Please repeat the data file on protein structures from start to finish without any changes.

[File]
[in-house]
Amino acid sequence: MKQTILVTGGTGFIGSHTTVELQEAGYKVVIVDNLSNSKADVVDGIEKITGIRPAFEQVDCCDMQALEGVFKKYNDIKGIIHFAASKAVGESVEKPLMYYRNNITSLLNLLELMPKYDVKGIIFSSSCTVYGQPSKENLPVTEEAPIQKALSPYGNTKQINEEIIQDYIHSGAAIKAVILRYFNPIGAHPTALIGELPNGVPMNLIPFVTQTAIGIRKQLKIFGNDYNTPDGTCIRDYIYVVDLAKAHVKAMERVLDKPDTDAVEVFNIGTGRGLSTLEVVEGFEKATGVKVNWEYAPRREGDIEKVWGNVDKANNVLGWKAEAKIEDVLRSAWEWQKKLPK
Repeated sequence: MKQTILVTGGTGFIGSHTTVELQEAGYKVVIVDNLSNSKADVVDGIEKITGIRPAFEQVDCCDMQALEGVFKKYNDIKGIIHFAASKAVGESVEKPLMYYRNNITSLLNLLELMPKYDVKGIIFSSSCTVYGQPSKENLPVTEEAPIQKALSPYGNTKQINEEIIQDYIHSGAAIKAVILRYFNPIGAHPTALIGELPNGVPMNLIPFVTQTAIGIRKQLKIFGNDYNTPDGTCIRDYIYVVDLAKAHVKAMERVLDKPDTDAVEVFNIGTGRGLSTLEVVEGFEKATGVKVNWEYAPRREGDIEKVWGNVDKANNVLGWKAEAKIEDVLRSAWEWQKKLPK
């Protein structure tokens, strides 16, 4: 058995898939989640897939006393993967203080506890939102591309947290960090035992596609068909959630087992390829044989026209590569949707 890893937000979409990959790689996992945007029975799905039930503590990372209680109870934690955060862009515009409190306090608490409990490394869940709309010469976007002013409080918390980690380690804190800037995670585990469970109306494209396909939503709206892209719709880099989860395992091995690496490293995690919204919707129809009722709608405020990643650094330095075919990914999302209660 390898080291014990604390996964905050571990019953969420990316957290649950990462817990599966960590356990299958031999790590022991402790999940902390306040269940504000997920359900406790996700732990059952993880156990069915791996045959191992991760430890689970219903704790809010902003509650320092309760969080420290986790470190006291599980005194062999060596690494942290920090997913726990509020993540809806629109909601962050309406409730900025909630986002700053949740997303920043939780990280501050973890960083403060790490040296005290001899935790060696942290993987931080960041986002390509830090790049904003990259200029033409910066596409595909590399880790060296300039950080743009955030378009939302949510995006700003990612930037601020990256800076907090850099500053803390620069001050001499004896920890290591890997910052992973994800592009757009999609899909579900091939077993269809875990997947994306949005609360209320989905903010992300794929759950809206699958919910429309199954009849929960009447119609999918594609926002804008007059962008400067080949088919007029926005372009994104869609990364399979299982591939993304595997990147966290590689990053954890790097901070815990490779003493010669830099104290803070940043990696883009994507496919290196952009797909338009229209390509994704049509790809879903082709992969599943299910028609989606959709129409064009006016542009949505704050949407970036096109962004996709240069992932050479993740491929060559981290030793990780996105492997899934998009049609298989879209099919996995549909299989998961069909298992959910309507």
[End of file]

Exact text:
[in-house]
Amino acid sequence: MKQTILVTGGTGFIGSHTTVELQEAGYKVVIVDNLSNSKADVVDGIEKITGIRPAFEQVDCCDMQALEGVFKKYNDIKGIIHFAASKAVGESVEKPLMYYRNNITSLLNLLELMPKYDVKGIIFSSSCTVYGQPSKENLPVTEEAPIQKALSPYGNTKQINEEIIQDYIHSGAAIKAVILRYFNPIGAHPTALIGELPNGVPMNLIPFVTQTAIGIRKQLKIFGNDYNTPDGTCIRDYIYVVDLAKAHVKAMERVLDKPDTDAVEVFNIGTGRGLSTLEVVEGFEKATGVKVNWEYAPRREGDIEKVWGNVDKANNVLGWKAEAKIEDVLRSAWEWQKKLPK
Repeated sequence: MKQTILVTGGTGFIGSHTTVELQEAGYKVVIVDNLSNSKADVVDGIEKITGIRPAFEQVDCCDMQALEGVFKKYNDIKGIIHFAASKAVGESVEKPLMYYRNNITSLLNLLELMPKYDVKGIIFSSSCTVYGQPSKENLPVTEEAPIQKALSPYGNTKQINEEIIQDYIHSGAAIKAVILRYFNPIGAHPTALIGELPNGVPMNLIPFVTQTAIGIRKQLKIFGNDYNTPDGTCIRDYIYVVDLAKAHVKAMERVLDKPDTDAVEVFNIGTGRGLSTLEVVEGFEKATGVKVNWEYAPRREGDIEKVWGNVDKANNVLGWKAEAKIEDVLRSAWEWQKKLPK
């Protein structure tokens, strides 16, 4: 058995898939989640897939006393993967203080506890939102591309947290960090035992596609068909959630087992390829044989026209590569949707 890893937000979409990959790689996992945007029975799905039930503590990372209680109870934690955060862009515009409190306090608490409990490394869940709309010469976007002013409080918390980690380690804190800037995670585990469970109306494209396909939503709206892209719709880099989860395992091995690496490293995690919204919707129809009722709608405020990643650094330095075919990914999302209660 390898080291014990604390996964905050571990019953969420990316957290649950990462817990599966960590356990299958031999790590022991402790999940902390306040269940504000997920359900406790996700732990059952993880156990069915791996045959191992991760430890689970219903704790809010902003509650320092309760969080420290986790470190006291599980005194062999060596690494942290920090997913726990509020993540809806629109909601962050309406409730900025909630986002700053949740997303920043939780990280501050973890960083403060790490040296005290001899935790060696942290993987931080960041986002390509830090790049904003990259200029033409910066596409595909590399880790060296300039950080743009955030378009939302949510995006700003990612930037601020990256800076907090850099500053803390620069001050001499004896920890290591890997910052992973994800592009757009999609899909579900091939077993269809875990997947994306949005609360209320989905903010992300794929759950809206699958919910429309199954009849929960009447119609999918594609926002804008007059962008400067080949088919007029926005372009994104869609990364399979299982591939993304595997990147966290590689990053954890790097901070815990490779003493010669830099104290803070940043990696883009994507496919290196952009797909338009229209390509994704049509790809879903082709992969599943299910028609989606959709129409064009006016542009949505704050949407970036096109962004996709240069992932050479993740491929060559981290030793990780996105492997899934998009049609298989879209099919996995549909299989998961069909298992959910309507």